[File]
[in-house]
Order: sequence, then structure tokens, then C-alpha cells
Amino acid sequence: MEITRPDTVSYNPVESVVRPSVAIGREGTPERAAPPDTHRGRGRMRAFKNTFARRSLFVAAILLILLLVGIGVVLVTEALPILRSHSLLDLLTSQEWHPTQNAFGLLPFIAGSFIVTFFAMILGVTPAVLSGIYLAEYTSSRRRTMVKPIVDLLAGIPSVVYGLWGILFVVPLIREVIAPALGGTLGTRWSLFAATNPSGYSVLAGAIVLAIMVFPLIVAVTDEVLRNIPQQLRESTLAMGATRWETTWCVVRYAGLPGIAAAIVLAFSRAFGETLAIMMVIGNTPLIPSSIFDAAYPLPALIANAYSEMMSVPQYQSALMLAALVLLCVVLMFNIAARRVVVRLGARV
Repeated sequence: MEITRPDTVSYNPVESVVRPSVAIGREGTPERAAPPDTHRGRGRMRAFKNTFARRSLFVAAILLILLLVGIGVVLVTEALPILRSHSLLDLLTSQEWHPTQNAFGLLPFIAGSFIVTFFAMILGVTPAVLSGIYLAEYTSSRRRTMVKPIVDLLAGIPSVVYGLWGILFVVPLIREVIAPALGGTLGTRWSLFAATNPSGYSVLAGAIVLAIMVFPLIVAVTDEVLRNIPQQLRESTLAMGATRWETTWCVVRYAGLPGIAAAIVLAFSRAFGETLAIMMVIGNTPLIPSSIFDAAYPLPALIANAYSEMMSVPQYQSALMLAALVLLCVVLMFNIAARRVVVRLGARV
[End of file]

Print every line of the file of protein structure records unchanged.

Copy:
[in-house]
Order: sequence, then structure tokens, then C-alpha cells
Amino acid sequence: MEITRPDTVSYNPVESVVRPSVAIGREGTPERAAPPDTHRGRGRMRAFKNTFARRSLFVAAILLILLLVGIGVVLVTEALPILRSHSLLDLLTSQEWHPTQNAFGLLPFIAGSFIVTFFAMILGVTPAVLSGIYLAEYTSSRRRTMVKPIVDLLAGIPSVVYGLWGILFVVPLIREVIAPALGGTLGTRWSLFAATNPSGYSVLAGAIVLAIMVFPLIVAVTDEVLRNIPQQLRESTLAMGATRWETTWCVVRYAGLPGIAAAIVLAFSRAFGETLAIMMVIGNTPLIPSSIFDAAYPLPALIANAYSEMMSVPQYQSALMLAALVLLCVVLMFNIAARRVVVRLGARV
Repeated sequence: MEITRPDTVSYNPVESVVRPSVAIGREGTPERAAPPDTHRGRGRMRAFKNTFARRSLFVAAILLILLLVGIGVVLVTEALPILRSHSLLDLLTSQEWHPTQNAFGLLPFIAGSFIVTFFAMILGVTPAVLSGIYLAEYTSSRRRTMVKPIVDLLAGIPSVVYGLWGILFVVPLIREVIAPALGGTLGTRWSLFAATNPSGYSVLAGAIVLAIMVFPLIVAVTDEVLRNIPQQLRESTLAMGATRWETTWCVVRYAGLPGIAAAIVLAFSRAFGETLAIMMVIGNTPLIPSSIFDAAYPLPALIANAYSEMMSVPQYQSALMLAALVLLCVVLMFNIAARRVVVRLGARV